Butterfly Bay Retreat

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map4 butterfly bay

Thurs 7/6/01

0730 hours: Sun not yet coming up over the rim of cliffs on the other side. Faint breeze. Scattered clouds. Going to be a nice day I think.

0830 hours: Anchor up and on our way under motor to the river mouth. Lovely day still.

0910 hours: Clear of sandbar across the river mouth and out in Koolama Bay. Set “George” the tillerpilot to steer us towards the western side of the bay. Want to check out a couple of small coves or inlets over there.

The two small inlets on the western side of Koolama Bay are lovely looking sites but unfortunately exposed to any weather from NE to SE. The southern one is a small cove with a nice little sandy beach at its head. There is a small waterfall maybe 20m high. It’s only a thin stream with what looks like freshwater pools at its base, going by the foliage in there. If we had more time I’d definitely go in there to check it out.

The northern one is bigger. It also has a sandy beach at its head but with mangroves behind it, and is guarded by reefs at the entrance. It would need careful sounding before entry could be gained, and probably only accessible by dinghy.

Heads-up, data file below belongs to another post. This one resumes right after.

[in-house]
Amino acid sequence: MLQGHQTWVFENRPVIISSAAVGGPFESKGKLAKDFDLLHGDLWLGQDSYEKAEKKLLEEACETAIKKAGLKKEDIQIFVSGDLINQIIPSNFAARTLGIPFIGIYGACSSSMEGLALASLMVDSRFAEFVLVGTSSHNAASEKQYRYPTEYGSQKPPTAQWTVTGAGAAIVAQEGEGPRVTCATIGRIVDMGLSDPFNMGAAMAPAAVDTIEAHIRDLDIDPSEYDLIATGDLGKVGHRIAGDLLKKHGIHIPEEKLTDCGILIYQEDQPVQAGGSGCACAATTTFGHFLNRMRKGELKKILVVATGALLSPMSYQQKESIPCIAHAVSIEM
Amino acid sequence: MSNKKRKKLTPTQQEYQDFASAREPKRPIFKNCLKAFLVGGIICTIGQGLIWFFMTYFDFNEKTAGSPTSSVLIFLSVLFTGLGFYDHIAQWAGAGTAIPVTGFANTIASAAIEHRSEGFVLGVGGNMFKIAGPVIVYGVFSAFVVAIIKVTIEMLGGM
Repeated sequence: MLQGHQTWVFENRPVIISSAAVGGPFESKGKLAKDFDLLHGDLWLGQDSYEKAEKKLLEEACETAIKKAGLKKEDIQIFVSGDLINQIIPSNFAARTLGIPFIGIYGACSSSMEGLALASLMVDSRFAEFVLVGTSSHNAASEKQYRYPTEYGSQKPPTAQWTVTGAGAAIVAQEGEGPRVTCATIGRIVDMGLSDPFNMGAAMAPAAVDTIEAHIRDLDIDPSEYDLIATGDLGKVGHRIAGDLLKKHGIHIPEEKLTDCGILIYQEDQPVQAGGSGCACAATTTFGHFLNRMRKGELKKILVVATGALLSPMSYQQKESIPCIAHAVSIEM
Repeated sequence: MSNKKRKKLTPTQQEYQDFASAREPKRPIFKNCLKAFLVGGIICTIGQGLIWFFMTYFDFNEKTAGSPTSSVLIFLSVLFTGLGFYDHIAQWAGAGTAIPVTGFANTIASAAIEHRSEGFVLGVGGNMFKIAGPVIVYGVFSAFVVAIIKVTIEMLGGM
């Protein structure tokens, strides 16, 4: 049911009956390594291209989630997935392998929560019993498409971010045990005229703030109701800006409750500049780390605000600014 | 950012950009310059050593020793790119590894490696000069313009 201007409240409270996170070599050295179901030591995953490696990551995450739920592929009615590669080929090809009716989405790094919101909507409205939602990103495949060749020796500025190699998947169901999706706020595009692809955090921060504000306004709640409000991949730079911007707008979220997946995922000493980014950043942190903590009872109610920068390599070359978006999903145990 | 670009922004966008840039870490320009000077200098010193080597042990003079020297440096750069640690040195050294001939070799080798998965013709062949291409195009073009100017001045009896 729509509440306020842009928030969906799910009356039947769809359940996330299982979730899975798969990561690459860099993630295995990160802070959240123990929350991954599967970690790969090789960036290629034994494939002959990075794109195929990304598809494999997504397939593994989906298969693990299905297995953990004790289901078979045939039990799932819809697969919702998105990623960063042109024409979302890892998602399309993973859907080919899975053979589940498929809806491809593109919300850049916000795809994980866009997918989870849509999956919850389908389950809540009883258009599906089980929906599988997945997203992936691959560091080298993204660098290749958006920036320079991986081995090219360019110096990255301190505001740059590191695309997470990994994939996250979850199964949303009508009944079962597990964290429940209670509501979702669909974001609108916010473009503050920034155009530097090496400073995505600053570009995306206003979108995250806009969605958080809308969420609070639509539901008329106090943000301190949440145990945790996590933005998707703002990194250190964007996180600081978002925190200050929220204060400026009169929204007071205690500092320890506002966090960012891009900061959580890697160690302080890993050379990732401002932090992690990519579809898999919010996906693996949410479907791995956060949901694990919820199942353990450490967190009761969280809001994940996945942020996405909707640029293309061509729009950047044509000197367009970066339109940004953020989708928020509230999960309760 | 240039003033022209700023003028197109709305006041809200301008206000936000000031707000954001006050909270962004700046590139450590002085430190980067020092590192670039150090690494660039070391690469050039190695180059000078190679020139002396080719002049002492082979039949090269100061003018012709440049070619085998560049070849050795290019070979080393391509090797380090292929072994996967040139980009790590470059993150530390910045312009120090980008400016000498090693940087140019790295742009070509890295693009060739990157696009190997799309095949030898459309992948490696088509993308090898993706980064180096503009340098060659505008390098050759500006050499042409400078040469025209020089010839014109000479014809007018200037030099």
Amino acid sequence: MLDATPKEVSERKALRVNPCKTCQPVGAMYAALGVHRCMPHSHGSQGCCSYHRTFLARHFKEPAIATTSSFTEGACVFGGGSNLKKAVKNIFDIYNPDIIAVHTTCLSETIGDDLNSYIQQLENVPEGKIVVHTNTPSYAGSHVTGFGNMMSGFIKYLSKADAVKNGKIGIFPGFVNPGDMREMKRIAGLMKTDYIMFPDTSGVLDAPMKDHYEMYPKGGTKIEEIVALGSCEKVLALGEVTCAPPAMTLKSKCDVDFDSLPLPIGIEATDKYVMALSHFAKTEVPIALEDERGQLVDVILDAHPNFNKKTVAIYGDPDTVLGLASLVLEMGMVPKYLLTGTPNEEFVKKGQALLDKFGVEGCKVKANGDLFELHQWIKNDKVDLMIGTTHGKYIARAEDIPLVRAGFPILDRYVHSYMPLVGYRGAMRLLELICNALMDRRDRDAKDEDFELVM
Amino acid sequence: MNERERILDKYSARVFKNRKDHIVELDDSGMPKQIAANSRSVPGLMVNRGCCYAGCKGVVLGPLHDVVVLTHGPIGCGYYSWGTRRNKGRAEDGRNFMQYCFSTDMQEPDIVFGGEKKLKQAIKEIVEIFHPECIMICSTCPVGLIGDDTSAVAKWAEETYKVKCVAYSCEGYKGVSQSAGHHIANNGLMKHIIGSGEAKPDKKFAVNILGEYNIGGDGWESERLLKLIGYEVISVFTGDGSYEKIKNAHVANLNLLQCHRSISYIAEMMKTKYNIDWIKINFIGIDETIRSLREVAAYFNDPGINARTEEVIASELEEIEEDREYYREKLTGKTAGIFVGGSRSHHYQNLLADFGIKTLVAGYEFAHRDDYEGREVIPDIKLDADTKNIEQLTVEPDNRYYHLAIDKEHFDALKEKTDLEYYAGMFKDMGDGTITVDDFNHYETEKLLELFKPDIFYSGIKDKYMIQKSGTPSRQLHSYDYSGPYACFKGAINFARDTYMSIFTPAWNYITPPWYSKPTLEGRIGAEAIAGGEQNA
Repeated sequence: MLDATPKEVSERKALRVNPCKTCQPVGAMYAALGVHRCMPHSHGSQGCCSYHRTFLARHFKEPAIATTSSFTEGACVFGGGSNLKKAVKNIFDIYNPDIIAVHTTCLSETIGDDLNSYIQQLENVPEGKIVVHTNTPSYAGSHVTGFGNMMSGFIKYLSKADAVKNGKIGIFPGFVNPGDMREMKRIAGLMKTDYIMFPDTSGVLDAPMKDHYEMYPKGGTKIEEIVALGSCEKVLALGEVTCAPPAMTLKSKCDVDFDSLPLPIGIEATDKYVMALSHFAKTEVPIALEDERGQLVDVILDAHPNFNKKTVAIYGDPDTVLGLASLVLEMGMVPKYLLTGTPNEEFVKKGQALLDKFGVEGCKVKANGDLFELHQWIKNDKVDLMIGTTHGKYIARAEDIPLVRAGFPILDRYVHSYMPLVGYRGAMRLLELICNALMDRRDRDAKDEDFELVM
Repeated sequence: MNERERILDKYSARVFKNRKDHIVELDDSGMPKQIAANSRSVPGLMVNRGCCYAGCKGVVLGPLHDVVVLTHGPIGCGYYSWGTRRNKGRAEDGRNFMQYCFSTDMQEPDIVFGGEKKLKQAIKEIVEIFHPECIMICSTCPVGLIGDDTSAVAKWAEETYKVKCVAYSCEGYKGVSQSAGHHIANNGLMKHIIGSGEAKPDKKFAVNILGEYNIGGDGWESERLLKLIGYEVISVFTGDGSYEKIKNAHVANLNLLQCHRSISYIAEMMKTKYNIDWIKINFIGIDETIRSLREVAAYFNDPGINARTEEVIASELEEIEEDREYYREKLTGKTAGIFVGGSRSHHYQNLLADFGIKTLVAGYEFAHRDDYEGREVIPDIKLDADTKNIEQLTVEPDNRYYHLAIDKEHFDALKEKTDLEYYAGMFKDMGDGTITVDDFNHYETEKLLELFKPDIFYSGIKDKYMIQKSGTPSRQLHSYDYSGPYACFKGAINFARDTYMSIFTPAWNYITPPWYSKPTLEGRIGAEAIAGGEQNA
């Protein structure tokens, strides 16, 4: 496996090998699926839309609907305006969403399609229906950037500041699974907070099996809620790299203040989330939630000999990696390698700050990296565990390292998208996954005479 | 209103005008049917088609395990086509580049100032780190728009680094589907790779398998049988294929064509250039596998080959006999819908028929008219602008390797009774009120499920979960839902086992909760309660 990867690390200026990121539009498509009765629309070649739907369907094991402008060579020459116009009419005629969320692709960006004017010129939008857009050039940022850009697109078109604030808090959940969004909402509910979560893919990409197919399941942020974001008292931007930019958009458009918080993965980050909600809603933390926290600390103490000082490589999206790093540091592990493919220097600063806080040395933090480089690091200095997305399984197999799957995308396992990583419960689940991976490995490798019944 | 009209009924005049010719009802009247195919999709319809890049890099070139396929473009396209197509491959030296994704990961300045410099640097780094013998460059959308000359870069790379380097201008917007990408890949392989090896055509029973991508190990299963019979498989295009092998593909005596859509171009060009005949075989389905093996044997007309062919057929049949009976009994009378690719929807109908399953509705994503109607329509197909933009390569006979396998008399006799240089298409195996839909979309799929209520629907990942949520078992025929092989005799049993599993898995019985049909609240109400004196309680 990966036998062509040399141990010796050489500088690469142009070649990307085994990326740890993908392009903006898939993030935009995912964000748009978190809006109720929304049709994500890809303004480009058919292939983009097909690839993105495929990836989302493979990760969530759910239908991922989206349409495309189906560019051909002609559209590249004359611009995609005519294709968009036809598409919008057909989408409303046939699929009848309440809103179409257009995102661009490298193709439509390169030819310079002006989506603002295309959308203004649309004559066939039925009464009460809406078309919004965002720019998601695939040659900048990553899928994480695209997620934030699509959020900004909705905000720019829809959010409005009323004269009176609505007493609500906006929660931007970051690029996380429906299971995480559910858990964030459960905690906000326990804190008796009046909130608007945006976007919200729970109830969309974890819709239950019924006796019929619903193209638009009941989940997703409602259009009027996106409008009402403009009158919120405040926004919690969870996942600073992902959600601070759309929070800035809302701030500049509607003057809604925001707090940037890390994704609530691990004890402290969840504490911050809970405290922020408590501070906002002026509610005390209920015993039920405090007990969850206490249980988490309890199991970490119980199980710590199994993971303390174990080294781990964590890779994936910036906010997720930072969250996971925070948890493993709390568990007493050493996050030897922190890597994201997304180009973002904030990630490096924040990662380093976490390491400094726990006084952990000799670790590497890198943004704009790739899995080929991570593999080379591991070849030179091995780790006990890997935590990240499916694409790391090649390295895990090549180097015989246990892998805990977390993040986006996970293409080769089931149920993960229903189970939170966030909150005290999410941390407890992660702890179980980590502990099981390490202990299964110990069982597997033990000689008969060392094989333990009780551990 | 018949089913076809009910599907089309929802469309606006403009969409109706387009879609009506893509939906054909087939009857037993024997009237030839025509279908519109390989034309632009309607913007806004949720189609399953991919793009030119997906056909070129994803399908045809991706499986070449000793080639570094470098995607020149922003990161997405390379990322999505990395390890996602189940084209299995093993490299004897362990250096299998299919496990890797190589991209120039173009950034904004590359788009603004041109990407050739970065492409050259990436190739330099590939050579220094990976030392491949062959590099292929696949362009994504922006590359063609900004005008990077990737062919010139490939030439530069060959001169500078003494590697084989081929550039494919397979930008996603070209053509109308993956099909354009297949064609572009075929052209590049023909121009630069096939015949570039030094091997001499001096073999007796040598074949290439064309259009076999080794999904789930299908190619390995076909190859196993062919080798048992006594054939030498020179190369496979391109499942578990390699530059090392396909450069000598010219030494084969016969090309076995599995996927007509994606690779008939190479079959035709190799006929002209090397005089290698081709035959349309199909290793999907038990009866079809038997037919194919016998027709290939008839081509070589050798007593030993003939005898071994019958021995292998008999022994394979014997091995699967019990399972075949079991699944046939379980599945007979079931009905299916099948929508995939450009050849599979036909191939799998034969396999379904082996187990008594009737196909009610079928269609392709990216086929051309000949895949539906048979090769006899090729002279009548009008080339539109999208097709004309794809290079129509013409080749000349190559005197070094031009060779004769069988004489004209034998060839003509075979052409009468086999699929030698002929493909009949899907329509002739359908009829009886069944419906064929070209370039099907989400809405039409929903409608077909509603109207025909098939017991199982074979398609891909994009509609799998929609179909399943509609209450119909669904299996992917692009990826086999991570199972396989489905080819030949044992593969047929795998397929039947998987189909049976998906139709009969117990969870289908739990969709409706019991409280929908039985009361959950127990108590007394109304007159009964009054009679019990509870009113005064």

0935 hours: Have finished squaring away ready for for sea. Canopy has been taken down and everything secured. Ammeter needle is stuck off the scale on the right hand side of the gauge. Check the batteries with a hydrometer but they’re charged up okay, so it’s the gauge that’s giving problems. Give it a tap and it bounces into its proper place.

1040 hours: Reach a point 7 miles NNW of the King George river entrance. Still motor sailing and heading for Butterfly Bay. This bay is in an unsurveyed area of the marine chart so extra care is going to be needed getting in there. There’s some dispute in the information provided by three different pilot books on board as to its actual location. One has the position as 8 miles SW of Cape Londonderry and the other two have it 6 miles SE of the cape. The rough drawings in one of the books appear to be the same as on the chart but the description of features around the area differ. Will just have to go and see for myself.

Currently doing around 6 kts with tailwinds but not much of it. Get the headsail out but it flaps most of the time. Can see other large bays to the west of Koolama Bay. I assume the closest and smallest of them would be Faraway Bay. The area definitely looks promising and invites more exploration but not for us this time.